The deal also does not extend last year’s call for a gradual reduction in global consumption of “relentless coal”, despite India and other countries pushing for oil and natural gas to be included in the language of Glasgow. This too has been the subject of last-minute debate, particularly annoying to Europeans.

During last year’s climate talks, the president chided the summit’s leaders for undermining his efforts to cut emissions by making an emphatic list of what hasn’t been done.

“We have joined with many parties to propose a range of measures that would help peak emissions before 2025, as science tells us this is necessary. Not in this text,” said Alok Sharma from the UK, emphasizing the last part. “A clear continuation of the coal phase-out. Not in this text. A clear commitment to phase out all fossil fuels. Not in this text. And the energy text has weakened in the final minutes.

In his remarks to negotiators, UN climate chief Simon Stiell, who is from Grenada, called on the world “to move away from fossil fuels, including oil and gas.”

However, this fight was overshadowed by the historic compensation fund.

“A lot of positives to celebrate amid the gloom and doom” of not cutting emissions fast enough to limit warming to 1.5 degrees, said climatologist Maarten van Aalst of the Red Cross and Red Crescent Climate Center, which responds to climate disasters.

This is a reflection of what can be done when the poorest nations remain united, said Alex Scott, an expert on climate diplomacy at the E3G think tank.

“I think it’s huge for governments to come together to actually work out at least the first step … how to deal with the problem of loss and damage,” Scott said. But as with all financial climate funds, it’s one thing to set up a fund and another thing to have money flowing in and out, she said. The developed world has still not kept its 2009 promise to spend $100 billion a year on other climate aid – designed to help poor nations develop green energy and adapt to future warming.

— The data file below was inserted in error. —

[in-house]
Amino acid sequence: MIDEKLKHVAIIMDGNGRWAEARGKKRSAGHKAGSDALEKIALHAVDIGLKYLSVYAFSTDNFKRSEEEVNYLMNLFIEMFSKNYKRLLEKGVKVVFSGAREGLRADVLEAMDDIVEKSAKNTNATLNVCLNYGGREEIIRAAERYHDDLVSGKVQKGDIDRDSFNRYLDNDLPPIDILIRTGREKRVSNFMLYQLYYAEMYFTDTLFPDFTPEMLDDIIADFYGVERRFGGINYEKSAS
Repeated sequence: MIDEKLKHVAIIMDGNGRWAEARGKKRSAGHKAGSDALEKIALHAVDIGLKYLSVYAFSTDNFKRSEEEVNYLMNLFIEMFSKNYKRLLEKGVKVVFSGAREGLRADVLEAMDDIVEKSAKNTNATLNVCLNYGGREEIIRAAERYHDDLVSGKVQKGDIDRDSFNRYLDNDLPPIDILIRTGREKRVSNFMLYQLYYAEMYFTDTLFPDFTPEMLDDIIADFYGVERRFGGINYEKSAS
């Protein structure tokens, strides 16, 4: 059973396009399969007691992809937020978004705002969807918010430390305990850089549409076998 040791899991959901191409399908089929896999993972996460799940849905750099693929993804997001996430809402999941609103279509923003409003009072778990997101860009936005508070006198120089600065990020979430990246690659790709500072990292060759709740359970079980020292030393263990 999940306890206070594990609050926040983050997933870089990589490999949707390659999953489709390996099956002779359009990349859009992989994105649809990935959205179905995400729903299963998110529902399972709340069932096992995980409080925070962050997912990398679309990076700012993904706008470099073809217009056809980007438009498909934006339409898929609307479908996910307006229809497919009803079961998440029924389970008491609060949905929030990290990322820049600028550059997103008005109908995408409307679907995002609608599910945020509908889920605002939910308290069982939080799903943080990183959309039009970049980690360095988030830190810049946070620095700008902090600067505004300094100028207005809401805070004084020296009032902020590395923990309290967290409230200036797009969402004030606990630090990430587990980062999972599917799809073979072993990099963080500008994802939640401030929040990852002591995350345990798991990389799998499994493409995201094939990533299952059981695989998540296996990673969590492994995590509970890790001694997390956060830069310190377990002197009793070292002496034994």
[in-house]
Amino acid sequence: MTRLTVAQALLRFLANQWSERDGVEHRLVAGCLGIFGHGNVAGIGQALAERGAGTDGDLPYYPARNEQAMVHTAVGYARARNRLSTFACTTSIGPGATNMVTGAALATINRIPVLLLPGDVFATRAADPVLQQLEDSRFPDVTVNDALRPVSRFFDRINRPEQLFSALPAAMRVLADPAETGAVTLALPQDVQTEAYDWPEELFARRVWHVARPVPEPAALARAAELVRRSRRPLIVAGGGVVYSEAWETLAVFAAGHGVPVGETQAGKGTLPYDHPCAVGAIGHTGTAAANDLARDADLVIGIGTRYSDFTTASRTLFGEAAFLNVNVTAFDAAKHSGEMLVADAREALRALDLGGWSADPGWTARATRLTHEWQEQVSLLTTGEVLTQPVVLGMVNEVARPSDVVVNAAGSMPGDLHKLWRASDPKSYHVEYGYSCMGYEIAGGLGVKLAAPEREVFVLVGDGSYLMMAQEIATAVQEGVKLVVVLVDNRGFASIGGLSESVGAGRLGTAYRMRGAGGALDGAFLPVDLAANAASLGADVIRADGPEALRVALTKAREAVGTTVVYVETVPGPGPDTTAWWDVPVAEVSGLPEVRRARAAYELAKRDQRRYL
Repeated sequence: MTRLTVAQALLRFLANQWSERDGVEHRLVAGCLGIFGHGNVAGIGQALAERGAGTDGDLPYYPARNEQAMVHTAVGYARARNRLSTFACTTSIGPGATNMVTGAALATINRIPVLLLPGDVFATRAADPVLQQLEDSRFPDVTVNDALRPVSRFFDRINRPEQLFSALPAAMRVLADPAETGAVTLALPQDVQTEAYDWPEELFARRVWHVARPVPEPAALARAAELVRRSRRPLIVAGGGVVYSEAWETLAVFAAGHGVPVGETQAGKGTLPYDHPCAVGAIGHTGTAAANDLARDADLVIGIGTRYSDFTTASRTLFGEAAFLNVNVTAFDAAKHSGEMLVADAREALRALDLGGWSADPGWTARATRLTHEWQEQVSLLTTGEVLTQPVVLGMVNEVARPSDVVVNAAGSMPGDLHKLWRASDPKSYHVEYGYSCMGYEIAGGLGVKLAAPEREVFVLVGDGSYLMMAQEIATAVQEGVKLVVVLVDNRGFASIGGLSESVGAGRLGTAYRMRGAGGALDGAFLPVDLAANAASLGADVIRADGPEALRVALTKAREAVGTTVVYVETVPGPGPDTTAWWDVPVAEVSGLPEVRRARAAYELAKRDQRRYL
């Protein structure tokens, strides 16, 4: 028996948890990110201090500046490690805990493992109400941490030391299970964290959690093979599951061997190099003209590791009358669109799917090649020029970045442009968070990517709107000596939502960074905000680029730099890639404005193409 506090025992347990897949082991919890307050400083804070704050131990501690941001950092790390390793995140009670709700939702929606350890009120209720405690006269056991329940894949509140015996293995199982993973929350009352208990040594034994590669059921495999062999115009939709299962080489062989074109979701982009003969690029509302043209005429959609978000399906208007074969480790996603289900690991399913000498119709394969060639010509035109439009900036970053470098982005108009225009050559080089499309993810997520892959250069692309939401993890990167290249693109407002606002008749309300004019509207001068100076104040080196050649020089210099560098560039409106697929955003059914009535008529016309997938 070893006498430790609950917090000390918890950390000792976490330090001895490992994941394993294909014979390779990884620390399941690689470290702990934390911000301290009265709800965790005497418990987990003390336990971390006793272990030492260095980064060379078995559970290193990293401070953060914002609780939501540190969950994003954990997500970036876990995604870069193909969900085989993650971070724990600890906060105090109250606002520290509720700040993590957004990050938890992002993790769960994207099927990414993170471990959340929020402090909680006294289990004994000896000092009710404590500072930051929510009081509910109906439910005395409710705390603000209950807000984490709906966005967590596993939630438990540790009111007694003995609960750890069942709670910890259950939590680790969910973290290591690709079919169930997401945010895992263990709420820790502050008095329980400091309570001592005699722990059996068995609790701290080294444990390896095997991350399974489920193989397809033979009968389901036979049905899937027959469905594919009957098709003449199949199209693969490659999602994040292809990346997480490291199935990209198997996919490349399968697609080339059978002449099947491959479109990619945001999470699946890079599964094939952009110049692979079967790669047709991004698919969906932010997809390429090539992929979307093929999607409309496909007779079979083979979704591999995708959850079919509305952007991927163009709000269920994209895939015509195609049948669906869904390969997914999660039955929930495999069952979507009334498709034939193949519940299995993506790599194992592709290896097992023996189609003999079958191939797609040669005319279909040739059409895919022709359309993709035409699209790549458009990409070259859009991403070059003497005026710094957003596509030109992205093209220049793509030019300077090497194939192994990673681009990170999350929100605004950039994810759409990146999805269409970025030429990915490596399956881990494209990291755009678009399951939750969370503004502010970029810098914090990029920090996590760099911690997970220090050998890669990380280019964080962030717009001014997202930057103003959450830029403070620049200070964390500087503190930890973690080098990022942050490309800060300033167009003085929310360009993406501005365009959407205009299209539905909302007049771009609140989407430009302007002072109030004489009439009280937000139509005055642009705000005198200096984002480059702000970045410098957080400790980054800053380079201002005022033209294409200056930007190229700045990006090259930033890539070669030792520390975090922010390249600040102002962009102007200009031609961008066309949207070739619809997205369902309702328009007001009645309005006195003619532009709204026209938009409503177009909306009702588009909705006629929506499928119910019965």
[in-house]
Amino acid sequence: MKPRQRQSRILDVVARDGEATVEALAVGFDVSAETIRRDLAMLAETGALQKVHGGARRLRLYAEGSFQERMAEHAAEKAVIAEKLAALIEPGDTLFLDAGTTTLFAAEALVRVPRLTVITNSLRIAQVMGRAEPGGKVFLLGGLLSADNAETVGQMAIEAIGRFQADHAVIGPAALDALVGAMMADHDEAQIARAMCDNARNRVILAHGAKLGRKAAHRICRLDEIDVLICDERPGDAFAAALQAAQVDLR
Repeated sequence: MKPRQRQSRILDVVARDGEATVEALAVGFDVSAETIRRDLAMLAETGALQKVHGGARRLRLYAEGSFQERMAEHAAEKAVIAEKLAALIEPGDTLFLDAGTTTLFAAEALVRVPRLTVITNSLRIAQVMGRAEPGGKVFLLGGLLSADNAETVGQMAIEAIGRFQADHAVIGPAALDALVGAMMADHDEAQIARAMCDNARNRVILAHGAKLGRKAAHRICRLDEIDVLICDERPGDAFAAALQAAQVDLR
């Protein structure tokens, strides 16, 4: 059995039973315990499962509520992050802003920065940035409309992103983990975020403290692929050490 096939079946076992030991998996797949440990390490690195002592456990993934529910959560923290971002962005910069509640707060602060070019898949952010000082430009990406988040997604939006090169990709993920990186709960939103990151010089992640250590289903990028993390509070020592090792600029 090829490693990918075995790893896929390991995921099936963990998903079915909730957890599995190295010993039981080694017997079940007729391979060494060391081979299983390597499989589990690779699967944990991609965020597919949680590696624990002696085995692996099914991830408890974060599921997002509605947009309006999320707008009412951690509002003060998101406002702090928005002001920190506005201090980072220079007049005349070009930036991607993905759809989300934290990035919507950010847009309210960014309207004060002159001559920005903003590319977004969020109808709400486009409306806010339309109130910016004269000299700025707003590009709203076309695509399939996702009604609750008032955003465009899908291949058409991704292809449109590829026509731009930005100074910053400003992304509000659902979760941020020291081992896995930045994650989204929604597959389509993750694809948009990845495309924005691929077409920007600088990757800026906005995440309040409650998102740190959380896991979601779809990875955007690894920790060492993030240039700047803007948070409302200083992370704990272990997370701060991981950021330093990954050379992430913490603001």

Next year’s talks will also see further negotiations to work out the details of a new loss and damage fund, as well as a review of global efforts to meet the goals of the Paris Agreement, which scientists say are beyond reach.

Under the agreement, the fund would initially be based on contributions from developed countries and other private and public sources such as international financial institutions. While major emerging economies such as China would not automatically have to contribute, this option remains valid. This is a key demand from the European Union and the United States, which argue that China and other large polluters, now classified as developing countries, have the financial power and obligation to pay.

The fund would largely target the most vulnerable countries, although there would be room to get help for middle-income countries that have been severely hit by climate disasters.

Martin Kaiser, head of Greenpeace Germany, described the loss and damage agreement as “a small band-aid on a huge open wound”.

“It is scandalous that the Egyptian COP presidency has given petrostats like Saudi Arabia the space to torpedo effective climate protection,” he said.

Many climate activists fear that pushing for decisive action to end the use of fossil fuels will be even harder at next year’s meeting in Dubai, located in the oil-rich United Arab Emirates.


Wanjohi Kabukuru, David Keyton, Theodora Tongas and Kelvin Chan contributed to this report.